Kevin Costner is one of the few actors to spend a career almost entirely avoiding sequels. In fact, the only role he’s reprised from one movie to the next is that of Jonathan Kent, the adoptive father of Clark Kent/Superman. After a supporting role in Zack Snyder’s Man of Steel, he returned for a cameo in the controversial Batman v Superman: Dawn of Justice.
It’s not that the actor/director has lacked opportunities to make sequels, though. Michael Blake, the novelist and screenwriter behind Dances with Wolves, wrote book continuations to Costner’s biggest hit as a filmmaker and reportedly long tried to get a sequel movie off the ground, but Costner never showed interest.
Hits like Bull Durham and The Bodyguard also had sequels in early stages of development at one point or another, but the star never jumped too hard on them. Even major box office successes like Robin Hood: Prince of Thieves surprisingly came and went without followups.
There was one film, however, that Costner showed an uncharacteristically enthusiastic desire to franchise early on in its promotion — Mr. Brooks, a 2007 cult film that found Costner playing the role of a serial killer fighting his taste for ending human life.
The rare villainous role for Costner, Mr. Brooks was a play on the horror genre that was released across the country over a summer that included sharp competition like the third installments to the Pirates of the Caribbean and Shrek franchises. Perhaps if Brooks had debuted in a year like 2017, where mass audiences seem more open to horror movies that bend the rules, it would have found some modicum of success at the box office. In 2007, it did, well… just okay.
On a $20 million production budget, the film took in just under $30 million domestically. It had a worldwide total gross just below $50 million.
The film has since earned more of a following, but it never became the breakout success that Costner and company needed to justify two promised sequels to round out a trilogy telling the tale of Earl Brooks, a successful business and family man harboring an addiction to murder.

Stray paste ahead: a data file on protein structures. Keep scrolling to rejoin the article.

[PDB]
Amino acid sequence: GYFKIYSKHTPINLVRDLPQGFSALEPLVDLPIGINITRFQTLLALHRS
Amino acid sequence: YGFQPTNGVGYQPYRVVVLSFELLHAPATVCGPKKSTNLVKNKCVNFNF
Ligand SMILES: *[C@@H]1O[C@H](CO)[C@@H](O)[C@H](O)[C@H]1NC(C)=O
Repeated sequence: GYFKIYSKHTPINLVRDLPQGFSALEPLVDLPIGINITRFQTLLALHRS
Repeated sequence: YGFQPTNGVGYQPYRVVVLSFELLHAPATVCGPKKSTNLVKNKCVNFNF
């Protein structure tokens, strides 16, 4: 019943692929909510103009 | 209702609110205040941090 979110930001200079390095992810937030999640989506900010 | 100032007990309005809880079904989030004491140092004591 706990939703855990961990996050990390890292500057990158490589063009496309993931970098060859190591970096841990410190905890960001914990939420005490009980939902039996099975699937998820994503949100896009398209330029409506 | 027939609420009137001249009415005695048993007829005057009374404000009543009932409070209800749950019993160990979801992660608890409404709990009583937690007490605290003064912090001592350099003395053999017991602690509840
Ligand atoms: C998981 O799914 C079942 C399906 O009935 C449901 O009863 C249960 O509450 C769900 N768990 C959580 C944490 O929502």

After decades of fictional serial killers like Jason Voorhees and Freddy Krueger being embraced by audiences, screenwriters Raynold Gideon and Bruce A. Evans (who also directed) delivered a horror film from the killer’s perspective. In a wonderful and kooky twist, Brooks’ killing is not something he takes major delight in, but rather a weight on his shoulders and an addiction he can’t kick – sort of like alcohol or drugs. Except way bloodier.
There’s even a scene of Brooks attending an AA meeting, so how can you not love this wacky movie?
Though the trilogy of Mr. Brooks films was touted by Costner, Gideon, Evans and everyone in between through press interviews, it just never came to be.
Entirely on its own, as it ended up being, Mr. Brooks is a one of a kind killer thriller starring some seriously great actors. There’s Costner as our titular killer, plus William Hurt as the id of Mr. Brooks, brought to life as an adult imaginary friend who has a surprisingly gripping emotional relationship with our main character.
Then there’s Demi Moore as the detective hot on the trail of Brooks, a criminal who is providing a nice distraction from her own personal turmoil, which includes a messy divorce and the possibility of losing much of her family’s considerable wealth. There is also Marg Helgenberger and Danielle Panabaker as Brooks’ wife and daughter, respectively. Rounding out the cast is a surprisingly strong Dane Cook as a young man blackmailing Mr. Brooks into an apprenticeship in killing.
The final product is lightning in a bottle. It manages to be darkly humorous in parts and surprisingly moving in others. It’s an absurdist concept molded in the hands of craftsmen looking to create a true character drama, no matter how out-there the twists and turns get.
“When the writers first presented the notion [of a sequel] to me, I said, ‘Oh, bullshit!,’” Costner told Entertainment Weekly in anticipation of the film’s release. “I haven’t done ‘Tin Cup 2,’ or ‘Bull Durham 2,’ or ‘Open Range: The Early Years,’ so you don’t have to try to hook me with that.’ But when they told me their idea, the hair on the back of my neck stood up. We’re hoping this little movie develops a following so we can play this story out the way it should.”
There’s no telling where Mr. Brooks 2 and Mr. Brooks 3 would have gone with this world. There is one thing we know for sure, though — the options were endless. Would Brooks have become some sort of anti-hero, helping Demi Moore’s detective solve cases? How would he have dealt with his daughter, a (spoiler!) killer the film suggests is far more disturbed than Brooks could ever be?
Costner’s Brooks was a truly original creation who could have only grown with sequels. He was Freddy Krueger or Charles Lee Ray, but with the twist of a moral conscience. He craved the same things those lunatics craved, but he was filled with regret over his desires. And we buy into all of this because Costner and the writers so deeply commit to the idea of realistic addiction and recovery at the center of this chaotic and unpredictable world. The first film presented a redemption arc for Brooks that would have been superb to see played out until the end.
Costner has never been a great admirer of the sequel in his career, which is what should make people even more disappointed that Mr. Brooks 2 and Mr. Brooks 3 don’t exist.
After all, they had to have been pretty special to get him excited.
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